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There’s a song on Rhythm and Repose, Glen Hansard’s first solo album, whose name is not just a song title but also a statement: “The Storm, It’s Coming”. The song arrives like its own warning, and it’s worth noting that it falls directly in the middle of Hansard’s new record, serving as a summary of the tense anxiety throughout the first half of the album or a warning of the dark storm looming in the second.
Much of the drama and tension amidst Rhythm and Repose functions similarly: Anticipatory or after the fact, the songs are either bubbling up or simmering down. For Hansard, that means more of his classic, slow-building full-band arrangements (“High Hope”, “Bird of Sorrow”) or gentle, sparse singer-songwriter moments driven by a single piano or guitar, gently accompanied by strings (“Races”, “Song of Good Hope”).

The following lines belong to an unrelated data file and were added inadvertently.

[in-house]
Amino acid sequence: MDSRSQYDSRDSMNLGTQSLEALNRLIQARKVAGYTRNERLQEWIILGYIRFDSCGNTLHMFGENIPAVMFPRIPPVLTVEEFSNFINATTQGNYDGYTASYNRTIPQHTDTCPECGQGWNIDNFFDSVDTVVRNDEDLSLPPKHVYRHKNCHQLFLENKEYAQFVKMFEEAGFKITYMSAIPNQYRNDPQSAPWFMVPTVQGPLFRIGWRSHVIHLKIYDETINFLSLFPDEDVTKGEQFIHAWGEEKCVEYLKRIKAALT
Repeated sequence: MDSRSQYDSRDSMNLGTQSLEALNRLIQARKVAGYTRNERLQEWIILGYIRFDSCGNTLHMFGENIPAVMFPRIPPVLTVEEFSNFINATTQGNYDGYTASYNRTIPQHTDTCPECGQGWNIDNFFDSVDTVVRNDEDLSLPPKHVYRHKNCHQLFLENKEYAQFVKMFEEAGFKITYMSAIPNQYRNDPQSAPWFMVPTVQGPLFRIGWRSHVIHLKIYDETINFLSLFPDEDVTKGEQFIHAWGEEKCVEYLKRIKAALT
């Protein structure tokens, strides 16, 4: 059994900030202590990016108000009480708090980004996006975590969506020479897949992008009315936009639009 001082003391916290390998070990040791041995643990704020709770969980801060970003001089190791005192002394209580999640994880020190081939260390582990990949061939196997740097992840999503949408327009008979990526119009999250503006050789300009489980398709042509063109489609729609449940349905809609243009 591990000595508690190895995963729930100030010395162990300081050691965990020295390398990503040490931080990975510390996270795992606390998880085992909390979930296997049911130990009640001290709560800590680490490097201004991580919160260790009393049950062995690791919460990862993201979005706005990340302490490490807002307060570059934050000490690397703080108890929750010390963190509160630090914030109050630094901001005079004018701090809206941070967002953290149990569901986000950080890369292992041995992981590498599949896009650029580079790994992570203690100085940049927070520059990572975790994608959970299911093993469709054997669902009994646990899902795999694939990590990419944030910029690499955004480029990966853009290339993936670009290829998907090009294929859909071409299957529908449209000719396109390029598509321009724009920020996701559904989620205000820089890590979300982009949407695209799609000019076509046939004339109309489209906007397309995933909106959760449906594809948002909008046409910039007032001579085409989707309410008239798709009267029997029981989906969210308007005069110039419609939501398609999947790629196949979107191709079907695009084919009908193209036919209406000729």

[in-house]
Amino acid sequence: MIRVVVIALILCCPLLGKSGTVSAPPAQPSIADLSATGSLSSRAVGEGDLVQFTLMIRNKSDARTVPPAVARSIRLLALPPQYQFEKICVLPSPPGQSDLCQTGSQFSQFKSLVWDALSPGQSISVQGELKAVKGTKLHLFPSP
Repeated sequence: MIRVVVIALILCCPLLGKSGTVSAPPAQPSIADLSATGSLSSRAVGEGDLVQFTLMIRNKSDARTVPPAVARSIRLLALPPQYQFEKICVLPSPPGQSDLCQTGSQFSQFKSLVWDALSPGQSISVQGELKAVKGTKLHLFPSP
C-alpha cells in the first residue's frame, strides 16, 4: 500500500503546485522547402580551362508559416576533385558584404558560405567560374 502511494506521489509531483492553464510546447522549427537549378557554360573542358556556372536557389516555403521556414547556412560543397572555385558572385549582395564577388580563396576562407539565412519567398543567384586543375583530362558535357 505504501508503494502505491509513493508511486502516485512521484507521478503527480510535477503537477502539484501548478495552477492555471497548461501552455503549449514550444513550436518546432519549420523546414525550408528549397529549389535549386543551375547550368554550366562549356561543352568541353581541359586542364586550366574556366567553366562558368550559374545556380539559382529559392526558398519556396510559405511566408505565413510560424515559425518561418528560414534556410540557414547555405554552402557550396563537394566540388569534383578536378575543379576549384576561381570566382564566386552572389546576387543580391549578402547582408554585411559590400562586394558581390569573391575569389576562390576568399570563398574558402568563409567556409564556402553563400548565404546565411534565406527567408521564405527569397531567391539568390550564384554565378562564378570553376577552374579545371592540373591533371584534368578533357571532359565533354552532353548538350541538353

While Rhythm and Repose dives further into that same sense of turmoil Hansard has been exploring and toying with for most of his career, it also finds comfort in the type of well-earned contentment that years of struggle and unrest can provide. But Hansard can’t fully let go and show himself either. The balmy peace of “Love Don’t Leave Me Waiting” is put to a sharp rest by the nervous, paranoid “What Are We Gonna Do”, the very next song. Indeed, Rhythm and Repose is mostly an anxious record, often times living in its own head, creating drama when there isn’t any, looking for trouble if things are going too well — the desperate cry of a young man with everything to prove and the calm, slow pride of an older man who’s been through it all. It’s the rare solo record that tries on new clothes while still making sure the old ones fit. — Consequence of Sound
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